Another night in the salt mines

It is 7 pm.
"Janet's your Charge nurse tonight"

Wha. . . ,  oh someone must have called in sick, I think
and up I jump up from my seat in the huddle room and carry my backpack
and water bottle to the nurse's station
to greet the off going Charge nurse.

"Am I glad to see you", she greets me, and off we go the the report room
for a report of the day.
"I had 4 sick calls and 7 admissions! "
"Sorry, but I had to put you in Charge".
No problem, I say.
16 patients on the unit, 1 still to come in, 4 surgeries tomorrow, not including
the sternal closure on one post-op to be done at the bedside.
One ECMO on the unit that just came back from the OR and
has been bleeding profusely , one of the ORs is a patient on the unit
that has been having cyanotic spells all day, one patient just finished
a delayed sternal closure at the bedside and few others
with a miscellaneous bag of ills.
It'll all settle down, I think, we got this.
My second in command, or Resource nurse, is an ECMO trained
efficient one with a quick sense of humor and is highly
independent, as she should be. My Fellow on call is
calm, easy and efficient.
Even our UA (unit assistants) are fun and easy with a joke but all business and highly efficient
when the need comes.
It will be a good night, alright.


OK, a little levity here.

Emergency checks, check with my Resource that breaks will work out and then
figure out staffing for tomorrow, check surgery and cath lab schedules,
a quick update from the Fellow and down to huddle with the rest
of the hospital's charges with the House Supervisor.
I'll let them know my census, my bed availability, expected admits, surgeries, and
transfers. Then, I'll let them know I am short-staffed in the morning.
PICU wants to send me an ECMO nurse, but I'll have to replace her.
NICU is right on, with no nurses to spare.
My step down unit can take my transfers. As a matter of fact, they need
patients and want one ASAP! Good news!
I head back to the unit and let my Fellow know we can transfer one patient out tonight.
I call the nurse in charge of that patient and my Resource to make it happen within the hour.
Then, I round. Check in with each nurse to see how things are going,
trouble shoot problems, take notes on changes, make suggestions for
the newbies. 
The ECMO room needs breaks after they draw their labs. They are almost done,
I'll be back in a few minutes.
Then, I hear "Janet, we need some help here!" The ECMO alarm is sounding
and I rush in. The pump stopped, I check the pressures. We have a clot!
I look at the oxygenator and it is clotted black!
We have to come off ECMO. Clamp, open the bridge and support the patient
while we trouble shoot, call perfusionist, grab a new oxygenator, a new ECMO circuit,
call the Fellow simultaneously while making sure the blood bank and OR are called.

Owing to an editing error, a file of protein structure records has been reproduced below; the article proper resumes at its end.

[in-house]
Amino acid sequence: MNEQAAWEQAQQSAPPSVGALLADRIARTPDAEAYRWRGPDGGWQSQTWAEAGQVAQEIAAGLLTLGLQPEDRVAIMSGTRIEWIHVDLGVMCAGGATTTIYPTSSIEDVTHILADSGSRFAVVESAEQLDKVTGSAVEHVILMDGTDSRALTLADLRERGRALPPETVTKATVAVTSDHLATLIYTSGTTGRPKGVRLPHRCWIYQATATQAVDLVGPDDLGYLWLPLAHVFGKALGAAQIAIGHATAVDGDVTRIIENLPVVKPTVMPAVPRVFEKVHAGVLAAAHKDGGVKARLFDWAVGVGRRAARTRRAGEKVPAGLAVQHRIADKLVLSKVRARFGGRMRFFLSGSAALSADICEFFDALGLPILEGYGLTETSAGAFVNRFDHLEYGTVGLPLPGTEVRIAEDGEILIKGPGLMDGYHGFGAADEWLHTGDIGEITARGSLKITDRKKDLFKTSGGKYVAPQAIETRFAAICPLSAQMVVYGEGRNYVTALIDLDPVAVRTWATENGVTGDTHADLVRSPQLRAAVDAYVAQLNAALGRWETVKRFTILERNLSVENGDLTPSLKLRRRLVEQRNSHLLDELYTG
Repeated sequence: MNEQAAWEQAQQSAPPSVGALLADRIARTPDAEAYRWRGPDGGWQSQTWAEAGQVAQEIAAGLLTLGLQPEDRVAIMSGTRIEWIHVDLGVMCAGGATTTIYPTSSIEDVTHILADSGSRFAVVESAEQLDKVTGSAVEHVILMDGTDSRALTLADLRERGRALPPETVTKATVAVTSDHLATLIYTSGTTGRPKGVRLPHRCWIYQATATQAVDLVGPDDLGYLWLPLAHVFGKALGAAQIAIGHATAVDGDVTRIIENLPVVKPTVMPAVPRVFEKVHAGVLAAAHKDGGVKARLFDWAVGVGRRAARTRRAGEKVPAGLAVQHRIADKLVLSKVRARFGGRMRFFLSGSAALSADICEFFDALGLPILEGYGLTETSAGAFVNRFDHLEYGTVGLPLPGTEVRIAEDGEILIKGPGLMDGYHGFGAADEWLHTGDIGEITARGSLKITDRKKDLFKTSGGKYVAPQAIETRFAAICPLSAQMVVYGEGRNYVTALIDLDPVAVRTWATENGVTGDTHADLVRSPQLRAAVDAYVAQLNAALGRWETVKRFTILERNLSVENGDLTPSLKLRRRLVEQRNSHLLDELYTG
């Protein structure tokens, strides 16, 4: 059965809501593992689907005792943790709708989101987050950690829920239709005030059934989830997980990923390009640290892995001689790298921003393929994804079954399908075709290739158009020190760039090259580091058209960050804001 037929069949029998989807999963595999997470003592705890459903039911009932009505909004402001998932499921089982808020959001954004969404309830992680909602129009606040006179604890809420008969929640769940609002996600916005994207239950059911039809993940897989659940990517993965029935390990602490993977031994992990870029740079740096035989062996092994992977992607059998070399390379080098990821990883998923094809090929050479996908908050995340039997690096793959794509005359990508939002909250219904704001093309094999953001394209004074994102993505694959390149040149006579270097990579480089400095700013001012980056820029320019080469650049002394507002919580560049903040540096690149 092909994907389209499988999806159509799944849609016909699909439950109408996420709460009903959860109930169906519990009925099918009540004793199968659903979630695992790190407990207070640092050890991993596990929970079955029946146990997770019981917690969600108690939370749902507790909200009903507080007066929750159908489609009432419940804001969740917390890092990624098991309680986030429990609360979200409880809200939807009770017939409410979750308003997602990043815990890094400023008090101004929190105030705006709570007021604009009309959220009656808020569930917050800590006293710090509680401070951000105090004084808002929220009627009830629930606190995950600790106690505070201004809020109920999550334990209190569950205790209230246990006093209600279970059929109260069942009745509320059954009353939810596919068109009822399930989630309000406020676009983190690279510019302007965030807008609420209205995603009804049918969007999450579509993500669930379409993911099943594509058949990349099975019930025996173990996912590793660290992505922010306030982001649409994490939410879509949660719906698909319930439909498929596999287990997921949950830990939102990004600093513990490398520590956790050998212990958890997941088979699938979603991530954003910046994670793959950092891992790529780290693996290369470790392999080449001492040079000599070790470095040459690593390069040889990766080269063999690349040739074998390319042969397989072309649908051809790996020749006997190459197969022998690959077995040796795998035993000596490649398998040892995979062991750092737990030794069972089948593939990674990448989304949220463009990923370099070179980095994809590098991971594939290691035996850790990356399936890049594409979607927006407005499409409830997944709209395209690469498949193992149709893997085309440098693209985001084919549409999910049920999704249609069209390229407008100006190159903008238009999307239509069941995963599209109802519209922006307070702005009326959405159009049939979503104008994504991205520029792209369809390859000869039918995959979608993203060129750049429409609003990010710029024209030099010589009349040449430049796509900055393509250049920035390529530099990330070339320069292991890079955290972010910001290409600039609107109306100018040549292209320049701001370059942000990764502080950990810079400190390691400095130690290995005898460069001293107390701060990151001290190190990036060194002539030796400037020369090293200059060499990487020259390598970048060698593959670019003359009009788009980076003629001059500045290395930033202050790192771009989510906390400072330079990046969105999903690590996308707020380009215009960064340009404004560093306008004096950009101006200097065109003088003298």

The Attending shows up, the kid is doing fine, thank goodness!
The clot moved, now circuit is moving off the patient, but the clot is ???
We've got to move fast, the cannulas connected to the patient will clot.
We're stuck between a rock and a rock.



It seems longer than it takes, but the perfusionist and surgeon, (who was in the shower)
show up and calls are made, the decision to check the cannulas is made, a new circuit is
primed, the cannulas are bleeding!! We can connect the new circuit!
Back on we go and replace lost blood to the patient and a big relief is felt by all.
Parents are updated and clean up is done.
It is time to round with the Fellow. We get to the first patient and we get a call, that the
new patient has arrived on the other end of the unit.
We abort rounds and head to see the new patient. All the while the Fellow
answers calls from the nurses: BP dropping, titrating medication drips, giving
volume, checking labs. Fortunately, the new patient is just as cute as a button, here for obsevation
and possible work up for surgery,
and just upset that we've held off her feedings for the ride over.
We continue with rounds.
It goes well, we catch up.
I call the step down to let her know we'll have 2 more patients to send her in the
morning.
I call staffing to let them know of sick calls and low staffing,
census and acuity numbers.
Time for a break! It is now 2:30 in the morning.
I get back from break and I hear there is a patient in the NICU, just arrived
with incorrect diagnosis and now has been identified as a heart patient and
needs emergent intervention as the baby is rapidly deteriorating.
I move a patient, to free up a nurse for the admit.
They call back. We are cleaning the room, the cardiologist is going to take
the baby to the cath lab I told her.
Then I find out, no time, the cardiologist is doing the procedure bedside, in
the NICU.
By 5:00, procedure done, they call. Are we ready?
Yes, send the patient.
It'll take a while, they say, so much equipment.
OK.
They arrive at 7 am.
Next shift. Time for me to give report  to a new, fresh Charge nurse and
her Resource and Situational Awareness to the oncoming team.






And I'm out by 8.

Comments

Dorothy said…
Not a second to breathe! What a busy scary night. Your experience is invaluable!